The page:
There are so many ways to explore nature using just your senses! Be sure to encourage treating our environment with respect and doing so safely by handling objects with care, tasting only what you know is safe, and being attentive to your surroundings and how others (including wildlife) are sharing that space.


2) Gather some gear

The next step up from using your senses when exploring nature is incorporating tools! Even just breaking out one tool, like a measuring tape, can provide endless opportunities for deeper exploration outside. Here's a list of some gear you can try incorporating to outside time with your family:

  • a magnifying glass - don't have one handy? There's a magnification feature on most phones under the accessibility settings! This will allow you to zoom in on up-close details. You can even take photos in this setting. Here's how to use it for Apple products. And, here's the info for Android.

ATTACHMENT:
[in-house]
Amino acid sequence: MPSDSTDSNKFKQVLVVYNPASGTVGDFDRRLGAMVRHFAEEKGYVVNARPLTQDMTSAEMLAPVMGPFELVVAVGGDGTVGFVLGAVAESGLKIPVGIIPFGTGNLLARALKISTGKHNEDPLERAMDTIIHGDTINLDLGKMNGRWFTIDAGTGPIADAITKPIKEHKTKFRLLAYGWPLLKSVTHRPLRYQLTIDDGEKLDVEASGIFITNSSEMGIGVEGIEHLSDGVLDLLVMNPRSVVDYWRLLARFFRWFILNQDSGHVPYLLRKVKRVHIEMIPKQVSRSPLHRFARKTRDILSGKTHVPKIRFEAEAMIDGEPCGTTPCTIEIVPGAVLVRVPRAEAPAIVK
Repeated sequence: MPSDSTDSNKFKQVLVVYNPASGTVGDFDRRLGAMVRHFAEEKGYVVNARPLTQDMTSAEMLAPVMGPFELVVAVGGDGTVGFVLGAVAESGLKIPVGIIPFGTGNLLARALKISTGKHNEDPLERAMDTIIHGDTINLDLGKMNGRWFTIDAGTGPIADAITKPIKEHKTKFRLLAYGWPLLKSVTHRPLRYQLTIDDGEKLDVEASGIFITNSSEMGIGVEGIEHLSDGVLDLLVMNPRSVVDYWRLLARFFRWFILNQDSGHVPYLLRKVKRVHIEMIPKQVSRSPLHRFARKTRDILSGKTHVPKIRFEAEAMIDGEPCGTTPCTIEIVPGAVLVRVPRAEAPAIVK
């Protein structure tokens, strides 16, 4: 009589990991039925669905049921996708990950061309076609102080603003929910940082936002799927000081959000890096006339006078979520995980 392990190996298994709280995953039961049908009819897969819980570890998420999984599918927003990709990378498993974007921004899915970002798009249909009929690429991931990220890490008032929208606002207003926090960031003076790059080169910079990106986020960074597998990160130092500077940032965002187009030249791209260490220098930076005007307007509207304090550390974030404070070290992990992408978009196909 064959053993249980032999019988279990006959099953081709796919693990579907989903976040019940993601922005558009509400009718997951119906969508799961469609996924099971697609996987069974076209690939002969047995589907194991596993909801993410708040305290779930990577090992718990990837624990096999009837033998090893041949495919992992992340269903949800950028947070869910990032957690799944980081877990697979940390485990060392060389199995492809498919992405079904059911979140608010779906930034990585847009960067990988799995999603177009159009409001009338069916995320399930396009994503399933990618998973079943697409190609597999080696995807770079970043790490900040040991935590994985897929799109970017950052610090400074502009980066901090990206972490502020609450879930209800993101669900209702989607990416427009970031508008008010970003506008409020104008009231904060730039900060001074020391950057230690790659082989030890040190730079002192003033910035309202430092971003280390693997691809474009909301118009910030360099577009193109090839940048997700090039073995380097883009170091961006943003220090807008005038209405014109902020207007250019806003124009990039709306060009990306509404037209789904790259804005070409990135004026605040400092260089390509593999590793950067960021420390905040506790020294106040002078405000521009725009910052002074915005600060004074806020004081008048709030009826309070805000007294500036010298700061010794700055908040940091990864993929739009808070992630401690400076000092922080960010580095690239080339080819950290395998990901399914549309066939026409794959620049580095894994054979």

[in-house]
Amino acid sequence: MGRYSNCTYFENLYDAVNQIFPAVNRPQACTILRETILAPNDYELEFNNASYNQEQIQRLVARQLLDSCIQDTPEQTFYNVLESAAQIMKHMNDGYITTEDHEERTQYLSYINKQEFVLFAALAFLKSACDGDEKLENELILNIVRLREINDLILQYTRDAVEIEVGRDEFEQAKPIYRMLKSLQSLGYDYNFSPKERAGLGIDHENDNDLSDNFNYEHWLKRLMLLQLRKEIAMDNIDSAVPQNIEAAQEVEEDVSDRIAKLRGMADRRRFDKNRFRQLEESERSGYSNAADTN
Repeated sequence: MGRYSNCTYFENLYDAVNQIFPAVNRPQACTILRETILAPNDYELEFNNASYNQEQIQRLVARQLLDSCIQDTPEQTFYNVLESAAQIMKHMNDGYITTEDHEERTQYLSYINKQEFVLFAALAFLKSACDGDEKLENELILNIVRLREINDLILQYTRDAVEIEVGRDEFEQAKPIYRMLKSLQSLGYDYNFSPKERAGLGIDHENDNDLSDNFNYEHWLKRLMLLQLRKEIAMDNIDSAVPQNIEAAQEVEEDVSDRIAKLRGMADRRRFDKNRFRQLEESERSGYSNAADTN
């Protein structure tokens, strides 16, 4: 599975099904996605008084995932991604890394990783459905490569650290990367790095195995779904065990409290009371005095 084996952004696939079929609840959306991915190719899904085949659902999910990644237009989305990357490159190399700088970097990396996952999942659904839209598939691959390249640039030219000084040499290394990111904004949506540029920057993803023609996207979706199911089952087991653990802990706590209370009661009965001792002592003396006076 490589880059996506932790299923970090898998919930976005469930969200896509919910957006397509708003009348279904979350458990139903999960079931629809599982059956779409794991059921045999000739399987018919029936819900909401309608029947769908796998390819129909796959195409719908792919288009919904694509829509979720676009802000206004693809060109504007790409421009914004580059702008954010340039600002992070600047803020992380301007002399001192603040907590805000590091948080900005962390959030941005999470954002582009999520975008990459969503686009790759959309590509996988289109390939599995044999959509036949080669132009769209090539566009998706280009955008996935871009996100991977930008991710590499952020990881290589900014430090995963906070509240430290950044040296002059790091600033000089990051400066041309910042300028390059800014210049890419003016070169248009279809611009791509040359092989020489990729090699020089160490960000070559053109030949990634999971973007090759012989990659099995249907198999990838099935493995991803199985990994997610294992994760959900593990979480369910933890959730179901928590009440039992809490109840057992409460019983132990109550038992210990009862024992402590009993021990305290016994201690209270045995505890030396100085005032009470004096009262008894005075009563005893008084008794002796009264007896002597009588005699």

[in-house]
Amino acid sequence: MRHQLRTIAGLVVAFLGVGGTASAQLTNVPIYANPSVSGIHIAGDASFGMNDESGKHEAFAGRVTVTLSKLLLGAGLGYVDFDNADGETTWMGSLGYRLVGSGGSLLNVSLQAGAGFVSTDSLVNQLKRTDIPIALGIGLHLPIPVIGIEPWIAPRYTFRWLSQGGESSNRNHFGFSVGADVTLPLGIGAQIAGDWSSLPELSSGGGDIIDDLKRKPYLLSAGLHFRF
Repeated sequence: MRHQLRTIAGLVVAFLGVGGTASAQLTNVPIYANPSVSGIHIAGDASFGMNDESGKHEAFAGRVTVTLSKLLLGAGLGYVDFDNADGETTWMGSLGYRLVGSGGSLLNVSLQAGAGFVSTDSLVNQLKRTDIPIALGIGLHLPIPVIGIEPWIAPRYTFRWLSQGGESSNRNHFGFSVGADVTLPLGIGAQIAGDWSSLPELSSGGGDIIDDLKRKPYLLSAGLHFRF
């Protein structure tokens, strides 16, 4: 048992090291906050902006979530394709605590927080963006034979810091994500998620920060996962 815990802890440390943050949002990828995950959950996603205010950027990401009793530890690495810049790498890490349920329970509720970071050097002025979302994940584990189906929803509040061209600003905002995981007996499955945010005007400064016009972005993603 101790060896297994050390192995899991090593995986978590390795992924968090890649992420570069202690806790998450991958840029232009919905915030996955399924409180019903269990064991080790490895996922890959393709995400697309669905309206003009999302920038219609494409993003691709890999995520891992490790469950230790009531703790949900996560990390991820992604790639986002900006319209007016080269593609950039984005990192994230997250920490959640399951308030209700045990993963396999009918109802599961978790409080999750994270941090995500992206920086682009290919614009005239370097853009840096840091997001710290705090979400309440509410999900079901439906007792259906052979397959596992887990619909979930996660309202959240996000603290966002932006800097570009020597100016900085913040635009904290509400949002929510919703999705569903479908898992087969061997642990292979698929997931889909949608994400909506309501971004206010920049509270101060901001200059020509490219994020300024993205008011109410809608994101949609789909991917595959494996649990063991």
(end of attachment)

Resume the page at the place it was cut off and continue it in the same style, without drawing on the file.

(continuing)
• binoculars

  • a compass - yet another tool with a techy stand-in, if needed! For Apple. For Android.

  • a measuring tape - a soft measuring tape used for sewing allows you to get measurements around the circumference of objects, while those used for building and home improvement are ideal for distance and height measurements.

  • a flashlight or headlamp for evening explorations, tunnels, holes, and other dark spaces

  • tweezers

  • scissors and perhaps a pocketknife for nature explorers taught and trusted to use them safely

  • paper and pencil - starting a nature journal is a great activity for anyone looking to document their observations outside! Incorporate simple art tools, like tape, crayons or pastels, and watercolors

  • jars, tupperware, baskets, and other containers for collecting specimens to look at more closely

  • a camera to document your explorations


4) Collect and share your nature finds in creative ways

Who doesn't love souvenirs? With stay home orders in effect, we're not going to be vacationing anytime soon, but that doesn't mean that the collectors in your family have to miss out! Objects in nature can be collected (with care) and put to creative uses. Click through the slideshow at left to get some visual inspiration for the following ideas: